THE theft in a Matrix shop recently has left the owner questioning her safety.
“We are supposed to be safe here, but we don’t feel safe,” said Matrix Sweet Shop owner, Carla Mendes.
The theft took place in the shop two weeks ago. Closed-circuit television footage shows the unknown male entering the Matrix, walking into the shop and looking around. He is then seen walking out and re-entering the shop to grab a cellphone, which was on a shelf in a corner next to the till, before walking out of the centre.
Mendes, who has owned the shop for the past 10 years, suspects it was a non-student who stole her BlackBerry Curve 9300.
“It’s happening a lot. My main concern is how they [thieves] get on campus, because they are obviously not students,” she said.
Wits Stationers, who had a similar problem during the World Cup last year when supporterT-shirts were being stolen, also suspected non-students. “You could see they were not students. I don’t know where they came from,” said Portia Mbhele, who works in the shop.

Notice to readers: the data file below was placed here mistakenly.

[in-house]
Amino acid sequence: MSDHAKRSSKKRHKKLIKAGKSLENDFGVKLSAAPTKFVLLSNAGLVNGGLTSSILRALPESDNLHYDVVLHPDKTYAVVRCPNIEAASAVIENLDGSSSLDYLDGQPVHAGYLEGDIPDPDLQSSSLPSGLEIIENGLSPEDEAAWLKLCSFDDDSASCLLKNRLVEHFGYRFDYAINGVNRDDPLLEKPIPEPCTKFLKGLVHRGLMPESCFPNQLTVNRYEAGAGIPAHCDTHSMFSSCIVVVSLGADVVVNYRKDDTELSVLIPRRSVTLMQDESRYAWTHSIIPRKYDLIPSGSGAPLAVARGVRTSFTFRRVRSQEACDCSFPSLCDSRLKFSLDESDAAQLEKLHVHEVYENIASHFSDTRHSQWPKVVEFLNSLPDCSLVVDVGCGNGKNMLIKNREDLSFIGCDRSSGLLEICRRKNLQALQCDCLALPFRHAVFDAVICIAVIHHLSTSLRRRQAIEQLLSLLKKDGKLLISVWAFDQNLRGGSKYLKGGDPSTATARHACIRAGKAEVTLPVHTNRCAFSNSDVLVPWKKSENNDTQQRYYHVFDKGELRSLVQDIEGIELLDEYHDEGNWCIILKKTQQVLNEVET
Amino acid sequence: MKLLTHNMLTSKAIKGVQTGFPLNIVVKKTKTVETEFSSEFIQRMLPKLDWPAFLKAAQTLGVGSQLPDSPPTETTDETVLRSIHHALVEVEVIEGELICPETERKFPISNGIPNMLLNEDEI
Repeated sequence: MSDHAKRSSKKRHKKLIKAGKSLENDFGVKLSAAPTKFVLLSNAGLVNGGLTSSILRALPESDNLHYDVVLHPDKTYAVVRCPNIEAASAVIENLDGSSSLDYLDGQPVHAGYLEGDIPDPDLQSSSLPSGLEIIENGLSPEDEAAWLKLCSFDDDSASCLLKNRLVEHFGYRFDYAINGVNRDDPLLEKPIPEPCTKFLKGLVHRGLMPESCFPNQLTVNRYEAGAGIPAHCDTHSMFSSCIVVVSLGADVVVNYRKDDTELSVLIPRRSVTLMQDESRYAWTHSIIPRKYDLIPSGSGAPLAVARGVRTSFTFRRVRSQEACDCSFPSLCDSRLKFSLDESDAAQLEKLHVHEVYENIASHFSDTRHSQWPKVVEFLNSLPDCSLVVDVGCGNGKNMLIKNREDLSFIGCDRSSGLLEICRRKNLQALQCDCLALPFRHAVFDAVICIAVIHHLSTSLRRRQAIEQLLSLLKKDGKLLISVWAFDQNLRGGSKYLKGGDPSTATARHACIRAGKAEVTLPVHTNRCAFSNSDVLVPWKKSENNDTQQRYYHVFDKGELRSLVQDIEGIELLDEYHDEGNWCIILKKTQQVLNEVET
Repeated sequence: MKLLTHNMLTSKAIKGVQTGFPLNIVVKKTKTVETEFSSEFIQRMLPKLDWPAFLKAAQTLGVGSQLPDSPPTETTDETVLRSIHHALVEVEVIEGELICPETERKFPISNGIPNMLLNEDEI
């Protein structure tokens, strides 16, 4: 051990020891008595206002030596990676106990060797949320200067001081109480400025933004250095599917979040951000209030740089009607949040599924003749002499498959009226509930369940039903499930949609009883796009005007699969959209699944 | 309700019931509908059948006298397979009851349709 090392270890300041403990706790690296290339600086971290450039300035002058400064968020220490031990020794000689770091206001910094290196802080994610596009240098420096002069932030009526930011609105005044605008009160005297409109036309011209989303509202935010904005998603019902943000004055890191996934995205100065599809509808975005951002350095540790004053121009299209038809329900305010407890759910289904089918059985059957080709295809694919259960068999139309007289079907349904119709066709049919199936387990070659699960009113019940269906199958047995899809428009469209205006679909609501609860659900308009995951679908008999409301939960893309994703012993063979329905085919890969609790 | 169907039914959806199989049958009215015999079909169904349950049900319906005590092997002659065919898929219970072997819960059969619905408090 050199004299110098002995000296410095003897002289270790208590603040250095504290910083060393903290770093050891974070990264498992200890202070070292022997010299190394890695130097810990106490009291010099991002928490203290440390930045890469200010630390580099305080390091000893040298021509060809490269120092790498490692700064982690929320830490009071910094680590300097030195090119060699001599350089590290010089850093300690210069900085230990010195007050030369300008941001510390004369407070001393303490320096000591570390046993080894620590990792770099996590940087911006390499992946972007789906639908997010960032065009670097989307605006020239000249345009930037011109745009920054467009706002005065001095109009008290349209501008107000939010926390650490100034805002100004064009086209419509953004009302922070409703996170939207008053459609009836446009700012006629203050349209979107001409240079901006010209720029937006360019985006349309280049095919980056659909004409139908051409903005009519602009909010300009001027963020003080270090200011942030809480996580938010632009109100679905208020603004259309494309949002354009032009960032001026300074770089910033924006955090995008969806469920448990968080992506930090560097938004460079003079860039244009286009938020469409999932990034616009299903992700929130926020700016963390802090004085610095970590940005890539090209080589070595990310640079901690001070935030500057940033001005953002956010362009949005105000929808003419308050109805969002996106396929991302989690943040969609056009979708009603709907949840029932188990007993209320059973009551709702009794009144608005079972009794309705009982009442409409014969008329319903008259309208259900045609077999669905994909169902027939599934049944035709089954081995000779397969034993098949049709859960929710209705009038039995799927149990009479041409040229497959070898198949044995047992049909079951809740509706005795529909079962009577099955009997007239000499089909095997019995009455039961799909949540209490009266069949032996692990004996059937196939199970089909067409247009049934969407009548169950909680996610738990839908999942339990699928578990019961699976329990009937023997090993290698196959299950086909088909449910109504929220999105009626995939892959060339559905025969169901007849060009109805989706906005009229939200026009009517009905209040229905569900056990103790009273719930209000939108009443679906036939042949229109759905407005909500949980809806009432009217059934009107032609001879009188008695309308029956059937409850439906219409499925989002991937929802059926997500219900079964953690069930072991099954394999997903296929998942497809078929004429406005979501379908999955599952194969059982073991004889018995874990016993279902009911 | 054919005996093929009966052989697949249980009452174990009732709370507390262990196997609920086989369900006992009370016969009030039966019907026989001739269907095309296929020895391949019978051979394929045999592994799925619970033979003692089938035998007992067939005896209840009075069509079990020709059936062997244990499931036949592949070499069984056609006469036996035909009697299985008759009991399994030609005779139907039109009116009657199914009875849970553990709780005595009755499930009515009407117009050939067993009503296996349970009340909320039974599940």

According to acting Campus Control head, Falaza Maluleke, it is students and staff who allow the thieves access to the campus.
“Most of the suspects are being swiped and let in by students and staff at our turnstiles.”
Vuvuzela spoke to a few students to find out whether they let strangers onto campus.
Mahlatse Mashile, a 4th year civil engineering student, said: “No. I don’t swipe in random [people] because they come in and destroy stuff.”
Another student, who would not reveal her name, said she swiped people in without checking whether they were students or not.
‘I don’t even look at them. I just let them in,” she said.
Doing so is dangerous, however.
“Swiping and letting in strangers at the turnstiles is a threat to the university community and its assets,” said Maluleke, who advised students and staff to stop doing so.
“Safety and security is everyone’s responsibility.”